Eighteen-month-old Dylan Kim doesn’t look or act like a typical toddler, but he is a survivor.
He was found face down in the Sugar Land family’s pool on March 23. After weeks on life support, doctors told his parents to prepare for his last breath.
“When his breathing was really shallow, it was really quiet,” his mother tells Eyewitness News. “We thought this was it, and all of a sudden he kept going.”
SEE ALSO: Mom’s warning after son’s near drowning
That last breath never happened, and baby Dylan was sent home.
At just 13 months, he was diagnosed with severe brain trauma from lack of oxygen and blood.
“This is a devastating injury,” says Dr. Paul Harch.
Knowing Dylan may never be the same, the family searched for alternative medicine and found Dr. Harch in New Orleans – and his hyperbaric oxygen therapy.
“He’s severely injured, but I felt that the chance of him improving with this is very high,” Harch said.
For most of the summer, Dylan and his family relocated to New Orleans, where they’ve taken a chance on this non-traditional treatment.
“I figured if he’s such a small kid and fighting so much every single day, then we should be there fighting next to him,” his mother said. “Once we’re in there, it feels like you’re on an airplane. You’re ears are always popping.”
For the past 35 years, Dr. Harch has treated patients with varying types and degrees of injury.
His recipe is simple: air, oxygen and pressure.
“It’s been known and it’s well-established that if you give someone repetitive hyperbaric oxygen therapy, you will grow new tissue, you will heal wounds,” Harch said.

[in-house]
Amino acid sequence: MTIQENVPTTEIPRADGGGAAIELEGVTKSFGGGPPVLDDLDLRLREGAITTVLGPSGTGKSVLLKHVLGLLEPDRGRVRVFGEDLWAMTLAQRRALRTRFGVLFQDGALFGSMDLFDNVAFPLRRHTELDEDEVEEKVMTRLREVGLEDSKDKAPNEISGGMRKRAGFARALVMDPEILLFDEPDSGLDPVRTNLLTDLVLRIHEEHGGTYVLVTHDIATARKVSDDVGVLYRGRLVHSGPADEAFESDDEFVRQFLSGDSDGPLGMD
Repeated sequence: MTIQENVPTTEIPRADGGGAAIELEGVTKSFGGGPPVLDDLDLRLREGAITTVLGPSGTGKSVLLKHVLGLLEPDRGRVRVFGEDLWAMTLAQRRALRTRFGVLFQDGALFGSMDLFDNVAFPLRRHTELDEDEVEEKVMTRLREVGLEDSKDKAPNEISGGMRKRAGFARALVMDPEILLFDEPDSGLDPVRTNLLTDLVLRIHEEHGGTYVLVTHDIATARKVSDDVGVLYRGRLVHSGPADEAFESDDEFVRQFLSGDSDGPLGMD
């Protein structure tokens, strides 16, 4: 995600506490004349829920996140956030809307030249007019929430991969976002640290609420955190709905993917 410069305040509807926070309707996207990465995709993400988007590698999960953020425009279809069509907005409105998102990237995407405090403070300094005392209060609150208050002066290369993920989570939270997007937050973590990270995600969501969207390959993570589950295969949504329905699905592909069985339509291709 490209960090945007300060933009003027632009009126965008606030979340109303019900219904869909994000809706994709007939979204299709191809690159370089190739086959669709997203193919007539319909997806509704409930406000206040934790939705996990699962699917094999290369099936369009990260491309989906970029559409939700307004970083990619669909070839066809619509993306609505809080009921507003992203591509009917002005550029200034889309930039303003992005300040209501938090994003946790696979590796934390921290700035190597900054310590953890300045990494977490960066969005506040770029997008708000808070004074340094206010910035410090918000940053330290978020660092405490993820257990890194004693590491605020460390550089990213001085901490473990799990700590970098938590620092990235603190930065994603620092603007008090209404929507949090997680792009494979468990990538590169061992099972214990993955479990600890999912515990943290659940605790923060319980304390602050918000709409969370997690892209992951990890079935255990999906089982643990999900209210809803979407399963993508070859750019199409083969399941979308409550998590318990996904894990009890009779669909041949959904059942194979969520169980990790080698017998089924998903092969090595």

Dr. Harch admits Dylan is not expected to recover fully. It’s unlikely he will walk or talk on his own.
But the summer of treatment here has shown improvement.
“He has had an almost immediate change in his improvement curve to where he started blinking, moving his eyes, some facial expression, his tone decreased and he relaxed,” Harch said.
Mom has noticed it, too.
“If you want drastic changes right there, and then you won’t see it. To anyone else’s eyes it’s not working, but if you see the little changes and you accept that, then yes it is changing a little bit at a time.”
The change may be small, but each treatment gives the family new hope that did not exist before.
“Every little thing that changes, it’s a big milestone for him.”
The family is now back home in Sugar Land, where baby Dylan is doing well undergoing occupational and physical therapy.
They hope to install a hyperbaric oxygen therapy chamber to continue treatment.
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